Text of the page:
To show good charge transfer kinetics and low interfacial resistance between electrodes and ionic conductor phase.
To be ideally insensitive to water vapour and CO2 in the air to facilitate their manufacturing and handling.
Why Li metal anode important for solid state batteries?
Solid state batteries can have higher gravimetric and volumetric energy densities only if they can manage to incorporate high-capacity electrode materials inside the cell. Metallic Lithium is an ideal anode material for rechargeable batteries due to its high theoretical specific capacity (3,860 mAh/g), low density (0.5 g/cm3) and the lowest negative electrochemical potential (-3.04 V vs. standard hydrogen electrode), all of these characteristics can enable solid state batteries to have higher gravimetric and volumetric energy densities, i.e. up to 700 Wh/kg and 1400 Wh/l.
Main challenges of working with Li metal anodes:
Fabrication and handling of thin lithium metal layers (foils and/or Li deposits onto an anode current collector).
Integration of (protected) Li metal anodes into an all solid state batteries with Li metal anodes cell ensuring controlled anode/solid electrolyte interface.
High lithium plating rates (C-rate for charging) without formation of dendrites.
On ground applications of solid state batteries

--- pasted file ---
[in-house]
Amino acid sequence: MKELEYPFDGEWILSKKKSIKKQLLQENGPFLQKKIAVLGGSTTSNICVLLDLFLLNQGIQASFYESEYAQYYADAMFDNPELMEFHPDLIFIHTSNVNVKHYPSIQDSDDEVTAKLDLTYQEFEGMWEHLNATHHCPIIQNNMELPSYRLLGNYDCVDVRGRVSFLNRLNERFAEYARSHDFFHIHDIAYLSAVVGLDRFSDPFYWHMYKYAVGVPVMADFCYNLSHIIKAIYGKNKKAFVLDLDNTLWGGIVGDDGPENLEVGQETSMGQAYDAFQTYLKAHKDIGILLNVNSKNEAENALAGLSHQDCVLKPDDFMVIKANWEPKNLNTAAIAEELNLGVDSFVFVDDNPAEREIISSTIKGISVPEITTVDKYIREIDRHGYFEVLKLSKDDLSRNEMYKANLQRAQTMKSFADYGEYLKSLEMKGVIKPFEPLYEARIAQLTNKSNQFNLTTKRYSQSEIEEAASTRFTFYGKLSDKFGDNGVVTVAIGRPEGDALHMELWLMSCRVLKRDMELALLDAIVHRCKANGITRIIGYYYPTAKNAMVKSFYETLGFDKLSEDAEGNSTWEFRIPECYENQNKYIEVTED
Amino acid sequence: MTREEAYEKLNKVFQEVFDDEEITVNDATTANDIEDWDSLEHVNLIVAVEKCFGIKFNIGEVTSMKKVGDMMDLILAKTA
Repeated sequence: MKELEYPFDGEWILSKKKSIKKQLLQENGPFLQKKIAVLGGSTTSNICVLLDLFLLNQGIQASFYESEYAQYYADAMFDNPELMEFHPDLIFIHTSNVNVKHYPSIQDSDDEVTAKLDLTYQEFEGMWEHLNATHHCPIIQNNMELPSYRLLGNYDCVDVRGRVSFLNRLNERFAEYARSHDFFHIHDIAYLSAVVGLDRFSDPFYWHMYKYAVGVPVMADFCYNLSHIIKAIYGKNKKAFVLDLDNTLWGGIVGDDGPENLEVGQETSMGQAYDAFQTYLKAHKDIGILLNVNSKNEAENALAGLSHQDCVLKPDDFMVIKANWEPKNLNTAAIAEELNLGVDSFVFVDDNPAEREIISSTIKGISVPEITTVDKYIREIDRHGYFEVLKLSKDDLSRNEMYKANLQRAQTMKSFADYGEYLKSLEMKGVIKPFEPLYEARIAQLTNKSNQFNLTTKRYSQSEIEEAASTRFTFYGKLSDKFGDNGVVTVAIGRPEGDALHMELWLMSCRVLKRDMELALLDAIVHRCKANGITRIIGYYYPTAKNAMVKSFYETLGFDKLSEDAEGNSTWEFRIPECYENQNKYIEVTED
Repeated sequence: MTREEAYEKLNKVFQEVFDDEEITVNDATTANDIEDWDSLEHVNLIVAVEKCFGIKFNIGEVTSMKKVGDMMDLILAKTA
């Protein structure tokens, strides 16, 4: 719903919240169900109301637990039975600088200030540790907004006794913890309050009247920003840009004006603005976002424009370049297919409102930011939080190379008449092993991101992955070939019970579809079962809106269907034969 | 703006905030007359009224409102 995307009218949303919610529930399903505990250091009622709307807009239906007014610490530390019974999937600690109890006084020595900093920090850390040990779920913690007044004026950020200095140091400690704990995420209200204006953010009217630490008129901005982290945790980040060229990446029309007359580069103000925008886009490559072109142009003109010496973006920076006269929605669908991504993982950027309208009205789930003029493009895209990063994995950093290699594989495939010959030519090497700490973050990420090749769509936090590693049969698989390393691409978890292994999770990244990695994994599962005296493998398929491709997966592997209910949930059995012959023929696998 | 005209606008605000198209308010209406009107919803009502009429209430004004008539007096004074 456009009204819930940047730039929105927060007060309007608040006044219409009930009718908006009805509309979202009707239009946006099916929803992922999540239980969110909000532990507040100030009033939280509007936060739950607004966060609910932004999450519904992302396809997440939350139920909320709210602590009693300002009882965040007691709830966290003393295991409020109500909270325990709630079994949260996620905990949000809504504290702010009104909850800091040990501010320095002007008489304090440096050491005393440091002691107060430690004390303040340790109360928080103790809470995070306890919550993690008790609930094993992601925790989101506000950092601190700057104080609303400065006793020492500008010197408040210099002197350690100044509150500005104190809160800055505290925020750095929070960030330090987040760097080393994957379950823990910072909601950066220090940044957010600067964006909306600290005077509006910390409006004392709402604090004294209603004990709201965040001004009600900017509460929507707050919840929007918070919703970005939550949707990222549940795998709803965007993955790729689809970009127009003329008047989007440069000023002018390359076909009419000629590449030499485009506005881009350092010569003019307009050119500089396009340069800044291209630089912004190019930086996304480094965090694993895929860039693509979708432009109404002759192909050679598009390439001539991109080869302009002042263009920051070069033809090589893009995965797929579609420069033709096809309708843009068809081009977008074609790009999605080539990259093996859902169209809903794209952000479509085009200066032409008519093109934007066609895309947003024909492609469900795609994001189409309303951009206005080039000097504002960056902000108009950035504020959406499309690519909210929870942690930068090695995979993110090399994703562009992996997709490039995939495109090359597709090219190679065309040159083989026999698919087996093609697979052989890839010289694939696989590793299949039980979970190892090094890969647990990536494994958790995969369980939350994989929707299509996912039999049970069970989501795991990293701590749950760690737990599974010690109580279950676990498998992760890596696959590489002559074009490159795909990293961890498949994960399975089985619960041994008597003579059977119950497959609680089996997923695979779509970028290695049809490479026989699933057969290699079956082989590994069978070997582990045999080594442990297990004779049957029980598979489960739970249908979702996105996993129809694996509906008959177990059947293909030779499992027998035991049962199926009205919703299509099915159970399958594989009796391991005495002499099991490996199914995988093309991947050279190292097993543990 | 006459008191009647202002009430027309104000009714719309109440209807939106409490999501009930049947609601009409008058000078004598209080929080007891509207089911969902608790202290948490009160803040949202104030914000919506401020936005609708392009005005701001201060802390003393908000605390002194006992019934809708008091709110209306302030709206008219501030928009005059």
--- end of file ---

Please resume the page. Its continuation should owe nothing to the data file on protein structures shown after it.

Bolloré is the only company who has introduced solid state batteries with lithium metal anode to the mobility market and stationary energy storage applications.
Bolloré Li Metal Polymer (LMP) batteries use polymer based solid electrolyte, LiFePO4 (LFP) cathode. The use of LiFePO4 (LFP) cathode operating at a low voltage of 3.6 V explains why LMP battery has a relatively low energy density of 120 Wh/kg at the pack level and 240 Wh/kg at the cell. LMP battery also require higher temperatures i.e. 60-80°C to operate because of the limited ionic conductivity of polymer based solid electrolyte at room temperature. Therefore there is a need to find ways to incorporate high-capacity electrode materials with well-functioning solid state electrolytes to unlock full potential of solid state batteries.
Recycling of solid state batteries
Recycling of solid state batteries with lithium metal anode will also need to be addressed to ensure these batteries are sustainable. Since many of the solid state batteries with lithium metal anode concepts plan to utilise conventional cathodes currently used in contemporary Li-ion batteries, a challenge would be to handle and recycle lithium metal anodes and solid-state electrolytes in a safe and economically-viable way.
Technology readiness level (TRL)
Solid state batteries definitely promise step change for batteries but still not ready for the prime time because they have many engineering and manufacturing challenges that need to overcome before wide commercialisation of these batteries is possible. It is commonly agreed that a noticeable market uptake of the solid state batteries with lithium metal cannot be expected before 2030, especially in electrification of transport and stationary energy.
Solid state batteries companies/startups to watch:
Solid Power (USA), QuantumScape (USA), Ionic Materials (USA), Solid Energy (USA),
Seeo (USA), Sakti3 (USA), ProLogium (Taiwan), Polyplus (USA), Sion Power (USA), Hydro-Québec (CA).
Batteries Technology Development Report, technical report by the Joint Research Centre (JRC), the European Commission’s science and knowledge service.
Lithium ion battery value chain and related opportunities for Europe, Science for Policy report by the Joint Research Centre (JRC), the European Commission’s science and knowledge service.